Specs, performance and fitness

  • On-point step tracking with auto exercise recognition
  • Impressive sleep-monitoring abilities
  • Wrist-based call and message alerts

Traditional in looks, the Fitbit Alta HR is as you’d expect when it comes to fitness tracking too. The wearable’s inbuilt sensor pack is bang on, accurately recording each and every footfall without getting too confused by wild gesticulation or shuffling along with your hands in your pockets.

Its heart rate sensor is its main draw, however. Fortunately, this is also pleasingly on-point. We found it to be a solid inclusion, accurately relaying our BPM whether lounging on the sofa or putting in a shift on the treadmill.

Read more: Fitbit Charge 3

Having the heart rate monitor is about a lot more than giving you an extra number to look at during your weekend runs though. The Alta’s optical sensor works in the background to keep tabs on your resting and active rates throughout the day, both good metrics for general fitness progress and overall health.

This is then graphed out within the accompanying app, showing how your fitness levels are improving over time.

Although the Alta’s added HR makes it potentially step on the toes of the Fitbit Charge 2, it's still missing many of its big brother’s fitness-friendly features. This list of omissions includes dedicated workout modes, VO2 Max tracking, guided breathing and Connected GPS abilities.

Fitbit has found a workaround for one of these though, the missing dedicated workout modes. With no way of telling the device when you’re going for a run like you would on the Apple Watch Series 3 it’s down to the Alta HR to pick up on things. Fortunately, the device does a great job of this.

Activity is automatically detected and logged accordingly. We found that occasionally our sessions were miscategorized, but, for the most part runs were tracked as runs, a Metafit class as an ‘Aerobic Workout’ session and a game of football as ‘Sports’.

Sadly, not all of the Fitbit’s features work so seamlessly. The lift-to-wake feature, which should cause the screen to display the time whenever you raise your wrist to your eyeline, is a little temperamental. You’ll regularly find yourself repeatedly flicking your wrist up, trying to get the right level of pop to bring it to life.

Things aren't much better when you get hands-on either. Although lacking a touch sensitive panel, the Fitbit Alta HR lets you use your finger to move through the multiple menus. Instead of swiping, you’ve got to tap it, with the short, sharp movement transformed by the inbuilt sensors into a control mechanism.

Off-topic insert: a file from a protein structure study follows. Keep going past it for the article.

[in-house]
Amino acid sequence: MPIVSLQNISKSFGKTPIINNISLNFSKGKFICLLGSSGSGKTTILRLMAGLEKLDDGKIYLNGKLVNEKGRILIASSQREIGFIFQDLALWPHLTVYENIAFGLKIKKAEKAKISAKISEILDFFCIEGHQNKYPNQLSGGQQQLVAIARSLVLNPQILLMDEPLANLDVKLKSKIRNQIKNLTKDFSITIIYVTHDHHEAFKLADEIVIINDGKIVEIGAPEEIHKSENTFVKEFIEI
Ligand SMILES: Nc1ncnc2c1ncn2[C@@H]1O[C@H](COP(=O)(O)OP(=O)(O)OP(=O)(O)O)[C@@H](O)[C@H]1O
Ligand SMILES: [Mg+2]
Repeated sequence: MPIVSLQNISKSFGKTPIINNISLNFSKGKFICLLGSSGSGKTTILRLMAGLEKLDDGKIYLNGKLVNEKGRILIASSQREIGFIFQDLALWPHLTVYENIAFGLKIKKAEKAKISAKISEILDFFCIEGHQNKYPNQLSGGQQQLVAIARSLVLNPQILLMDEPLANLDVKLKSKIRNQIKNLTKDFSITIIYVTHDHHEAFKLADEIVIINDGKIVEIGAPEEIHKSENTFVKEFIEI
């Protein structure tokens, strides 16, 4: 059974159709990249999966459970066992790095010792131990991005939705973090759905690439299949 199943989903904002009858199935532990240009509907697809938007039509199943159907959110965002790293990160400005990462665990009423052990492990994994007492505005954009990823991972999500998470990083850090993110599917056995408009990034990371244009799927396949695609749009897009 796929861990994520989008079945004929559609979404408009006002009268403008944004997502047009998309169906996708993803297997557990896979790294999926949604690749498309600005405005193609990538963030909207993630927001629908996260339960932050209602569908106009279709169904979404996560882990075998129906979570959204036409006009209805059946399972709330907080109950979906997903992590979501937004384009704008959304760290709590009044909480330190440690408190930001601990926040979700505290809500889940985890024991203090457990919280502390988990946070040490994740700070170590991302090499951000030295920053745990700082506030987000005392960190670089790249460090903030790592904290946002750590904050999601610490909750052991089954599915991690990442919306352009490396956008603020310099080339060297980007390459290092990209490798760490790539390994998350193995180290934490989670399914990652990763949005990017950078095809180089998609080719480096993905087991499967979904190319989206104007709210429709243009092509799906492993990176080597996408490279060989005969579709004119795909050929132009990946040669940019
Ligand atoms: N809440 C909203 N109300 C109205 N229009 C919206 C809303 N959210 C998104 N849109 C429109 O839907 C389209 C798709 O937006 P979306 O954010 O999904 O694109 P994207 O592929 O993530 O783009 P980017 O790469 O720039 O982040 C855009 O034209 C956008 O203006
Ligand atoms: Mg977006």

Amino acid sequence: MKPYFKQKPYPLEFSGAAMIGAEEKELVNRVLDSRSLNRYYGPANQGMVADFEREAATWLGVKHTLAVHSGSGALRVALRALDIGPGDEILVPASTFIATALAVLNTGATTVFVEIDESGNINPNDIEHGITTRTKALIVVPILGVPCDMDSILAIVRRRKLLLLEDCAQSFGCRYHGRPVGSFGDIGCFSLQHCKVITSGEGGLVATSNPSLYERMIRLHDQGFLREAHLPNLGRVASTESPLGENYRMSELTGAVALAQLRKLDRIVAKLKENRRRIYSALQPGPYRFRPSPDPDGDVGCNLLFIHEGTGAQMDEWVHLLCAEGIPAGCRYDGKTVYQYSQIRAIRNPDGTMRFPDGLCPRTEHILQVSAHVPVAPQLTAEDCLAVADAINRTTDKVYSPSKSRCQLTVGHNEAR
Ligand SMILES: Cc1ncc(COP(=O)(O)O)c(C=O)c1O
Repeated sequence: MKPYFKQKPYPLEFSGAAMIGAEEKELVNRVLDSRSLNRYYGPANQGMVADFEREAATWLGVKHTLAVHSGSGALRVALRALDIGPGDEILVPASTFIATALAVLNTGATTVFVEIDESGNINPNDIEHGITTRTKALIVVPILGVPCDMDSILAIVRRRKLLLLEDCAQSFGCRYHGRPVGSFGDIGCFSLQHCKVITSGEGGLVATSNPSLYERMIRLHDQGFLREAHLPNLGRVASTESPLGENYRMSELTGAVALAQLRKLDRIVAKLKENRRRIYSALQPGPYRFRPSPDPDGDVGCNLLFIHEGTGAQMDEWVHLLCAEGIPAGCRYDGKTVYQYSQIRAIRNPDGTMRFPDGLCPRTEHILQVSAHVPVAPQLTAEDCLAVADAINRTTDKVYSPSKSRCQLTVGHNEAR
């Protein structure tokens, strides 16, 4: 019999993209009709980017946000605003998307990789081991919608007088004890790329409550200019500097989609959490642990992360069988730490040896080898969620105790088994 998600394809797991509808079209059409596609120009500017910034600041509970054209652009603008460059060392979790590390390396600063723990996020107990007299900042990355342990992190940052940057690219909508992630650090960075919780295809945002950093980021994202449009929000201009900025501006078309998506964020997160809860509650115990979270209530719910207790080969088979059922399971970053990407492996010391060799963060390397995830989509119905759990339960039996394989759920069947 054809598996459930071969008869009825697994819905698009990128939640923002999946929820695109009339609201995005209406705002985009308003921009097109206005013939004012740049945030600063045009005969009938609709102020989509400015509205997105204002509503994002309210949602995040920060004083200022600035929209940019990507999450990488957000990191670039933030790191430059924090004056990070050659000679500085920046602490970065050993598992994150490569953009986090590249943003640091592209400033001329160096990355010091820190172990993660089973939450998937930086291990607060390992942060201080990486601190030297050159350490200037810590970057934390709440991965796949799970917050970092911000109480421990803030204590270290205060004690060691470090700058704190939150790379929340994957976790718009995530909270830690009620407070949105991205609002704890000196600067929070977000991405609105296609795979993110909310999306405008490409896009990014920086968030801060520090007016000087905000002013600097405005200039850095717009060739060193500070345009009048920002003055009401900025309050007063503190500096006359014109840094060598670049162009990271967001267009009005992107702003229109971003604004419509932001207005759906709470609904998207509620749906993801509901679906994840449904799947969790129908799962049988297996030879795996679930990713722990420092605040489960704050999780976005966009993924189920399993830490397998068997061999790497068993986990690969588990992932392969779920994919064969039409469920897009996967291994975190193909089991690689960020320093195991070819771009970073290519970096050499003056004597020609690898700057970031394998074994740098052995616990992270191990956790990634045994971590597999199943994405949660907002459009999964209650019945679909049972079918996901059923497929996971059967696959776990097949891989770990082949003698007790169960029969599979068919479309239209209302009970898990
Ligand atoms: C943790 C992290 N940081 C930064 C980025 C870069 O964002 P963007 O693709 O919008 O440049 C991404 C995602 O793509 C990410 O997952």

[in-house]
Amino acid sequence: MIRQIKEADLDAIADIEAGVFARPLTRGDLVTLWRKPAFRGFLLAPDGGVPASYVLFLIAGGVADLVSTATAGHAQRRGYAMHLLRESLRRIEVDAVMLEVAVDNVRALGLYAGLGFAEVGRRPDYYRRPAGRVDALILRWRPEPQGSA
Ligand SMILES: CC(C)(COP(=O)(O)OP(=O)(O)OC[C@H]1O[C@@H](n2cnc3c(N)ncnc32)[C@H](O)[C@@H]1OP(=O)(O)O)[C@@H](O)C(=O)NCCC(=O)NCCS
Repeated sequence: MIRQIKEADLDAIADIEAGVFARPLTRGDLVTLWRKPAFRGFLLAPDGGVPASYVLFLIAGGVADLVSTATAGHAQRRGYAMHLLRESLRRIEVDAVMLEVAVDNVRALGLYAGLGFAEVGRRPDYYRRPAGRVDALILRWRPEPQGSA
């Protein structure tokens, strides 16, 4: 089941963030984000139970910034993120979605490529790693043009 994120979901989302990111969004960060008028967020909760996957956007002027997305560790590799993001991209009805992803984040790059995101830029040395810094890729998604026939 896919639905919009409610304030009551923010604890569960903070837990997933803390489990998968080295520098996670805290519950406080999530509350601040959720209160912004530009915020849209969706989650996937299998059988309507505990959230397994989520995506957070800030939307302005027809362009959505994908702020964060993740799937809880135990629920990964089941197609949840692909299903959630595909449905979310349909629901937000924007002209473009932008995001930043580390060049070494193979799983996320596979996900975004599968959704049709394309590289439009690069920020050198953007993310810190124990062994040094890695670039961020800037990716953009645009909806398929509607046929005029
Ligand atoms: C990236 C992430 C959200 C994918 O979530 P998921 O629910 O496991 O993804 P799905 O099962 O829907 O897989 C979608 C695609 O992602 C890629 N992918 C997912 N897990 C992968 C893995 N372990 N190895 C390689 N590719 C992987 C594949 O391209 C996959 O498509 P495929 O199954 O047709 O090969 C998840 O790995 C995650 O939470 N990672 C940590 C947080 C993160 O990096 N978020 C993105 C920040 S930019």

You’ll need to give it a couple of taps to bring it to life, with each additional nudge cycling you through one of the device’s menu options. Or at least that’s the theory. The trouble is, this isn't as responsive as it should be.

You’ve regularly got to give the wearable multiple nudges to get it to respond and move to the right display option - the customary steps count is joined by total distance covered, real-time heart rate, calorie burn and time active.

The screen’s good for more than relaying your live step count though. While this is a device that’s definitely more fitness tracker than smartwatch, it’s not completely devoid of smart skills. Synced with your phone - it plays nice with iOS, Android and Windows Phone - you can get call alerts, message notifications and calendar reminders pinged directly to your wrist.

Messages aren’t the easiest to read, scrolling along vertically, but it’s a welcome addition and one that, combined with the device’s vibration alerts, comes in handy.

As well as keeping tabs on all your movements, the Fitbit Alta HR also does a great job of monitoring you when you stop. As well as mapping out your resting heart rate throughout the day, its sleep tracking skills are pleasingly on point too.

There are no misreads and mess ups, no adding a 30-minute sleep session whenever you take the device off to jump in the shower. Instead you get accurate and detailed tracking that shows your night’s journey through periods of restless and deep sleep.

All this data is now being more accurately tracked too, with Fitbit’s Sleep Stages feature combining accelerometer with heart rate data to more accurately monitor your sleep quality.